, 326 (3) (297 SE2d 292
). See also Bone Constr. Co. v. Lewis, 148 Ga. App. 61
, 63 (4) (250 SE2d 851
); Fla. Shade Tobacco Growers v. Duncan, 150 Ga. App. 34
, 35 (256 SE2d 644
The question of whether the corporate entity should be disregarded depends upon the particular circumstances of each case. Midtown Properties v. George F. Richardson, Inc., 139 Ga. App. 182
, 185 (4) (228 SE2d 303
). In the case sub judice there is no evidence of any abuse of corporate form, therefore, no issue as to piercing the corporate veil is presented. Klemme Cattle Co. v. Westwind Cattle Co., 156 Ga. App. 353
, 356 (3) (274 SE2d 738
); Williams Plaza v. Sedgefield Sportswear, 164 Ga. App. 720
, 723 (297 SE2d 342
); Fla. Shade Tobacco Growers v. Duncan, 150 Ga. App. 34
, supra. Accord Angelo Tomasso, Inc. v. Armor Constr. & Paving, 447 A2d 406, 411-412; Polzin v. Phoenix of Hartford Ins. Cos., 283 NE2d 324, 327 (4).
Furthermore, in regard to Roepke v. Western Nat. Mut. Ins. Co., supra, cited by plaintiffs, that case may be distinguished on the facts from the case sub judice. The decedent in that case was the sole shareholder of the corporate named insured and the court in reaching its decision emphasized that decedent was a shareholder who owned all or practically all of the shares of the corporation. In the case sub judice Mr. Hogan is one of two shareholders of S. I. L. but there is no evidence that he owns all or practically all of the shares. The court in Roepke v. Western Nat. Mut. Ins. Co., supra, also emphasized that the vehicles covered by the insurance policy in that case (six vehicles) were treated by the shareholder as his own and used for family purposes, neither decedent nor members of his household owned other vehicles. There is no similar evidence in the case sub judice, indeed the insurer of the Hogans' personal vehicle or vehicles is a defendant in this action. Additionally, we question the reasoning of Roepke v. Western Nat. Mut. Ins. Co., supra, insofar as it alters the contract between the corporation and insurer and may be predicated upon a somewhat different perception of the Concept of "piercing the corporate veil" than has been applied in Georgia. Any change in insurance law so as to produce the result in Roepke, supra, should arise in the legislature and not in this court.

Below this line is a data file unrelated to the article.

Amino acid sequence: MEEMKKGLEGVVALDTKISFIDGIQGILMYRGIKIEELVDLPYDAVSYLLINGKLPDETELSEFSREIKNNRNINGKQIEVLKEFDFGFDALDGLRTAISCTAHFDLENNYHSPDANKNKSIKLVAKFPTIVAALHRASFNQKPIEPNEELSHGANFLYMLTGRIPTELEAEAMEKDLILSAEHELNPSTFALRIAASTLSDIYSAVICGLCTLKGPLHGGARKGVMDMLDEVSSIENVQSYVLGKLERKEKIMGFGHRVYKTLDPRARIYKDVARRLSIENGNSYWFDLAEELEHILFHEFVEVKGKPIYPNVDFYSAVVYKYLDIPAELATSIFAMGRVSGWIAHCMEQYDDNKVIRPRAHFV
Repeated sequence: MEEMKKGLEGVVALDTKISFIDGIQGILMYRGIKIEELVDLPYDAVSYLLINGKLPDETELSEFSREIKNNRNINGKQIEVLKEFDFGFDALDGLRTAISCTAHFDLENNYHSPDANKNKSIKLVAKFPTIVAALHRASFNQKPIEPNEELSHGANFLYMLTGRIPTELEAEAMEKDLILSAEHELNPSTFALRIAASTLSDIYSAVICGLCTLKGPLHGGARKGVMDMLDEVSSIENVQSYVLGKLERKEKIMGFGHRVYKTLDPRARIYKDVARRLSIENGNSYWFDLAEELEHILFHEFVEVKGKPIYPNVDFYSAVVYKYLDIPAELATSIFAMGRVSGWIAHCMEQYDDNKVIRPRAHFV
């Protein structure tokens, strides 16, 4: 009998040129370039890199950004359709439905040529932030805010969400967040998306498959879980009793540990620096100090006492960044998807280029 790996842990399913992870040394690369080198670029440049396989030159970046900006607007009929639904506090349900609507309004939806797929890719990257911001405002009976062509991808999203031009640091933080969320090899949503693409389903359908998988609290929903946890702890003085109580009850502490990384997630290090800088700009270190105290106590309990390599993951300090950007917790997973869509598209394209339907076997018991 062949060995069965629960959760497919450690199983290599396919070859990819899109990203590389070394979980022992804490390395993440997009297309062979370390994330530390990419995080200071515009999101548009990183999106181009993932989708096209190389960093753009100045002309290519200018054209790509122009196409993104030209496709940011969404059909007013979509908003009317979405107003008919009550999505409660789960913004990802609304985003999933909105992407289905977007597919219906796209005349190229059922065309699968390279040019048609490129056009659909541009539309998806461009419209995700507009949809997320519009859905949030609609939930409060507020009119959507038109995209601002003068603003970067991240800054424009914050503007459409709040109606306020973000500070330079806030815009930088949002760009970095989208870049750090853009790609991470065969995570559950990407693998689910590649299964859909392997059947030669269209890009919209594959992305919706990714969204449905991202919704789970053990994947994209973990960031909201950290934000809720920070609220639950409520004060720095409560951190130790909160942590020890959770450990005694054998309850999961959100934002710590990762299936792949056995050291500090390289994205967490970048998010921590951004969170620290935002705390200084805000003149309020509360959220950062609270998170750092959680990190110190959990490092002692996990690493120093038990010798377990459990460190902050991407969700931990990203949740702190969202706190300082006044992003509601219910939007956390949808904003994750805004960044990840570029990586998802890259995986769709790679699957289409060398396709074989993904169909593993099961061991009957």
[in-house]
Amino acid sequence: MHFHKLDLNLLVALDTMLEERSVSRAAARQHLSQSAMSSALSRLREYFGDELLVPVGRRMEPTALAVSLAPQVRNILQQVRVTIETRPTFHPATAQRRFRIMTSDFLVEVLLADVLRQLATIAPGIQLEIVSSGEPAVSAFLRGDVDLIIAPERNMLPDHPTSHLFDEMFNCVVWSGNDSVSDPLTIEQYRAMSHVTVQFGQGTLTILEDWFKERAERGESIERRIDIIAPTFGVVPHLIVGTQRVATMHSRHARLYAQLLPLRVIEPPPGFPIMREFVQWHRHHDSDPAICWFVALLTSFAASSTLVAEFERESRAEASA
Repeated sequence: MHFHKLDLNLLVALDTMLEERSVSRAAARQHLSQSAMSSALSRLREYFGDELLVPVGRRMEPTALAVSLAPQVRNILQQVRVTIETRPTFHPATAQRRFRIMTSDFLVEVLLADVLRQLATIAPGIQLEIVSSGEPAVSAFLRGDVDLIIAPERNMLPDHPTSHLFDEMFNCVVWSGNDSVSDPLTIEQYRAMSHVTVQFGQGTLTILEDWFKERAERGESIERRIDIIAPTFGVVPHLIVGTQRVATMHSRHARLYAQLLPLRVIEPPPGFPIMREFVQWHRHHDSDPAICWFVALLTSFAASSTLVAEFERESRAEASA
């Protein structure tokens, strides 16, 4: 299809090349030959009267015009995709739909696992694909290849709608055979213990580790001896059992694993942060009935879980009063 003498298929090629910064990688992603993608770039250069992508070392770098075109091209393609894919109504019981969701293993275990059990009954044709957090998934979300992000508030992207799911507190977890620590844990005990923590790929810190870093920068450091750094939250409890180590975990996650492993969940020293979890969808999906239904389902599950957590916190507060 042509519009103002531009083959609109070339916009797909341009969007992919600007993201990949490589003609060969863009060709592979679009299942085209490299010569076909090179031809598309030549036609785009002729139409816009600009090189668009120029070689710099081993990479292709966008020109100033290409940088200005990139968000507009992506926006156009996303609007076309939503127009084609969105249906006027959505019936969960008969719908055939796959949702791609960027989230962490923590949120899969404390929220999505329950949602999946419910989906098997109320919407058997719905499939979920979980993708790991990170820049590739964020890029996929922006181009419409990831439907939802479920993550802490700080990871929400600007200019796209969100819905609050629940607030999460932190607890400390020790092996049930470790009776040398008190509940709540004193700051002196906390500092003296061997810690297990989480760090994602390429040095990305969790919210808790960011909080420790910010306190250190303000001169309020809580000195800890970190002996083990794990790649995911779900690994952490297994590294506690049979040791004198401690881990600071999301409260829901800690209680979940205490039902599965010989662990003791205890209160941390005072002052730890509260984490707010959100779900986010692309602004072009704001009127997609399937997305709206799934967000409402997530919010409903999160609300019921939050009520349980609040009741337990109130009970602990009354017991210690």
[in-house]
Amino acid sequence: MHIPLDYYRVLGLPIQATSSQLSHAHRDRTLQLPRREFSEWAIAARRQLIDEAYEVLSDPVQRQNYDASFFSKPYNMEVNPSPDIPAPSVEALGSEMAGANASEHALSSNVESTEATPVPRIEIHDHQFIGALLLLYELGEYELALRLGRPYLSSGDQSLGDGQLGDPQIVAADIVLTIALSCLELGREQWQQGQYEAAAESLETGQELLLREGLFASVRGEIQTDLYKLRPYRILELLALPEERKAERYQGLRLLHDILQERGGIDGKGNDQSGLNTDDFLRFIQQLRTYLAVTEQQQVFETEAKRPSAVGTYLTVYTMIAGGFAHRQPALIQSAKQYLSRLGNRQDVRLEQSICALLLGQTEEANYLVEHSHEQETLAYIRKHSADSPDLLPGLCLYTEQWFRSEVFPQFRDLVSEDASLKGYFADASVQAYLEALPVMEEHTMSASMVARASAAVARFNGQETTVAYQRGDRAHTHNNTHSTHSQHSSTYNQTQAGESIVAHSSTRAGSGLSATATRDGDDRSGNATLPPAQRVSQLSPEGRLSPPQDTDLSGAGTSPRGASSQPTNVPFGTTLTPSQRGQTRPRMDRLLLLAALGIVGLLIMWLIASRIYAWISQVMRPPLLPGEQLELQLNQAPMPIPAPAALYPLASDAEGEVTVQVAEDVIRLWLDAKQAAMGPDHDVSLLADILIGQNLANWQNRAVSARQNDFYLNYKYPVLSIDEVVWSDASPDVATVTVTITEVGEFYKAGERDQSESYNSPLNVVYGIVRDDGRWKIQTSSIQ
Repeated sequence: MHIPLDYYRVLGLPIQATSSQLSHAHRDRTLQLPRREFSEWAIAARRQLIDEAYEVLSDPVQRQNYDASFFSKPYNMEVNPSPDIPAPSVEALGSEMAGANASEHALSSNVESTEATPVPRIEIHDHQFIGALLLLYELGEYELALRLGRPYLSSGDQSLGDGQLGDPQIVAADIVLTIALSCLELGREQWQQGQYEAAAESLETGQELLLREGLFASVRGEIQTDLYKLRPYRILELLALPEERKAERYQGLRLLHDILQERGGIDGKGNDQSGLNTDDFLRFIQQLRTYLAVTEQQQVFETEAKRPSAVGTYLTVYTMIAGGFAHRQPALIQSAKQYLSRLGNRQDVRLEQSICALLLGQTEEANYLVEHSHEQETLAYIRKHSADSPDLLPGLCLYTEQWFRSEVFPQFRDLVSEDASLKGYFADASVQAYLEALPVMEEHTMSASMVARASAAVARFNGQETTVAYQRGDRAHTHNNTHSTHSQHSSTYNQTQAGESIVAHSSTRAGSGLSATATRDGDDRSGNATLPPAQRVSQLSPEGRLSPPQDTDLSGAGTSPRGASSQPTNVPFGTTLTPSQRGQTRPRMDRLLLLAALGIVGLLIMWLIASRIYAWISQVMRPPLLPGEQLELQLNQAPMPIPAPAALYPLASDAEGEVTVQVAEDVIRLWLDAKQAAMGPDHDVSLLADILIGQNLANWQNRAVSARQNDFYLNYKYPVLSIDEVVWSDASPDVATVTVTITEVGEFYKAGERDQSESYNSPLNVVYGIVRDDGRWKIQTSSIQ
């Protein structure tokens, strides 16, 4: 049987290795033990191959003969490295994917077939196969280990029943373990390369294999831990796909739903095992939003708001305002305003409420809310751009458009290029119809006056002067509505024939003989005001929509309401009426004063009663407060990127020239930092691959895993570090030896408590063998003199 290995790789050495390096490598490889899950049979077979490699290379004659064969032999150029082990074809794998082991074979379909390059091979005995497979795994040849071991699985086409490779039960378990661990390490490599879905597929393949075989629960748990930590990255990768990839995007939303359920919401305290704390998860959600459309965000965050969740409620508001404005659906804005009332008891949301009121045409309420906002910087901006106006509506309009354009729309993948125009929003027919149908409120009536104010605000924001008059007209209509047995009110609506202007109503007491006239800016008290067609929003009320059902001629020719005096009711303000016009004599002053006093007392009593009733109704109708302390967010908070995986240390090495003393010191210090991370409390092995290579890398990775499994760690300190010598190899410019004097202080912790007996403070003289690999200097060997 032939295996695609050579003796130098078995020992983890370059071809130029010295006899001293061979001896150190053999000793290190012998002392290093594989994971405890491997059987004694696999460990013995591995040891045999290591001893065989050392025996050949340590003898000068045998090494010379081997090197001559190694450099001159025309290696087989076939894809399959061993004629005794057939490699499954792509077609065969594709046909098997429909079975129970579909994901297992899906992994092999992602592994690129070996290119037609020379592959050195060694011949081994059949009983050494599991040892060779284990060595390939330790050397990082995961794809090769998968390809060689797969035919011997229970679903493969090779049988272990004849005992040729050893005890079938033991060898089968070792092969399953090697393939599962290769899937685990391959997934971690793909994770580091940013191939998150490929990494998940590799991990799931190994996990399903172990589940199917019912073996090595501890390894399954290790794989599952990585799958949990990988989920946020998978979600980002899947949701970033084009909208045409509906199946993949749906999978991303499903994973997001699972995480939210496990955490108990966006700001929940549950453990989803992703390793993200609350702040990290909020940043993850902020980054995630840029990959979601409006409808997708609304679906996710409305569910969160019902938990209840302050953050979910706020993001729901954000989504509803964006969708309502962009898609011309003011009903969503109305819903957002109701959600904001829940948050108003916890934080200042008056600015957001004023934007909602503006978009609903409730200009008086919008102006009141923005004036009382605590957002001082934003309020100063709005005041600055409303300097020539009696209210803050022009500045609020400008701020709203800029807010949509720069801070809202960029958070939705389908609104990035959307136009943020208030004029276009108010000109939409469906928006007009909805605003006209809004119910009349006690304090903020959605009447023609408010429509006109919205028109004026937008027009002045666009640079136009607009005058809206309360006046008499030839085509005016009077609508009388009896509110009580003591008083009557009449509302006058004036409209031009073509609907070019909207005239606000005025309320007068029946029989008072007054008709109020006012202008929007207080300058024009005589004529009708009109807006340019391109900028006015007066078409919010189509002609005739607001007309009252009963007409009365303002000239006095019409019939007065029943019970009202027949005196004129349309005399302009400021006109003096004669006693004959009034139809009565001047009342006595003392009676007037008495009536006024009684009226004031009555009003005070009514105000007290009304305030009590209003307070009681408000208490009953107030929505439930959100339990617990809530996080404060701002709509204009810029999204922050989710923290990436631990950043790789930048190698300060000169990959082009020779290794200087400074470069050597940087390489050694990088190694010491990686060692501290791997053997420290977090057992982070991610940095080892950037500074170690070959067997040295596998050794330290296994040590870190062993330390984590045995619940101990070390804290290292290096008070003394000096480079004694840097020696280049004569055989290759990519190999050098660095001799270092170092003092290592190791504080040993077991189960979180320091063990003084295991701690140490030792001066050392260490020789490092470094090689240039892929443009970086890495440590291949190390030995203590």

4. No coverage of Mr. Hogan under the circumstances of the case sub judice was required under the provisions of OCGA 33-7-11
; Fowler v. U. S. Fidelity &c. Co., 133 Ga. App. 842 (212 SE2d 486)
5. We decline to distinguish the Fowler case on the basis of that language found in OCGA 33-7-11
(b) (1) (B) which includes in the definition of insured "the personal representative of any of the above." Plaintiffs contend that personal representatives include officers and alter egos of a corporation. However, we believe that this term is intended to refer to the parties who hold a fiduciary relationship to an insured who has sustained bodily injuries.
Patrick T. O'Connor, Charles W. Brannon, Jr., for appellees.